The Feudal Ms Bhutto

William Dalrymple writes in the Guardian:

[Benazir] Bhutto was no Aung San Suu Kyi. During her first 20-month premiership, astonishingly, she failed to pass a single piece of major legislation. Amnesty International accused her government of having one of the world’s worst records of custodial deaths, killings and torture. […]

Benazir had a reputation for massive corruption. During her government, the anti-corruption organisation Transparency International named Pakistan one of the three most corrupt countries in the world.

Bhutto and her husband, Asif Zardari, widely known as ‘Mr 10 Per Cent’, faced allegations of plundering the country. Charges were filed in Pakistan, Switzerland, the United Kingdom and the United States to investigate their various bank accounts. […]

Benazir Bhutto was a courageous, secular and liberal woman. But sadness at the demise of this courageous fighter should not mask the fact that as a pro-Western feudal leader who did little for the poor, she was as much a central part of Pakistan’s problems as the solution to them.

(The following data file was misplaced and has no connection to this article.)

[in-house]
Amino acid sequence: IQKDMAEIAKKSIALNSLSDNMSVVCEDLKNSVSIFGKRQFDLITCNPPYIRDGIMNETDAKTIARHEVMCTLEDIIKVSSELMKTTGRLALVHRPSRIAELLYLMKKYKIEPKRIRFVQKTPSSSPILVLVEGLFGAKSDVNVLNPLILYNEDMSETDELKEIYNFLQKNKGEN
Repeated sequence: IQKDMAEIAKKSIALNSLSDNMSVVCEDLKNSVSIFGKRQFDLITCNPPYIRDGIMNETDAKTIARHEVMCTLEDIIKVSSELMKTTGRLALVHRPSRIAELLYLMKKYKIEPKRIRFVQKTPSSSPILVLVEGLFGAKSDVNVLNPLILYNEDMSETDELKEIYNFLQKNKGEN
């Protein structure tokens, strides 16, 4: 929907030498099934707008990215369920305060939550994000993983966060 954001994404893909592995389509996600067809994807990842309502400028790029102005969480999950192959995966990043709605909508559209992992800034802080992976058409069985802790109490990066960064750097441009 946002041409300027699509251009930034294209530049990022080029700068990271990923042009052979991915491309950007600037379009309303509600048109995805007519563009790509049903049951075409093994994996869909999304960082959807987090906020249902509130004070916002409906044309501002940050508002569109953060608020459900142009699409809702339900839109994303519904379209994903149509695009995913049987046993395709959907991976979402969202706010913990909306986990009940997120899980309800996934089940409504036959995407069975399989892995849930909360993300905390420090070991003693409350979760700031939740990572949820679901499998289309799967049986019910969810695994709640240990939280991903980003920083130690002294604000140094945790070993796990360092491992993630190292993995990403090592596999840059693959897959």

Also, Bhutto did not revoke the Hudood Ordinance during her stints as prime minister, and was alleged to have supported the Taliban. She was also shrill on the subject of relations between India and Pakistan. All her recent stands struck me as nothing more than positions of convenience.

And speaking of feudal, guess who became chairman of the PPP after her will was read out. She’s handed her political party to her 19-year-old son. Heh.

Bhutto’s assassination is certainly a tragedy for Pakistan, but the reason for that is its impact on the political landscape there. They haven’t lost a great leader.

Also read: Karan Thapar’s moving tribute, My Friend, Benazir.
A 1993 New Yorker profile, Bhutto’s Fateful Moment.

(Guardian and New Yorker links via email from Manish Vij.)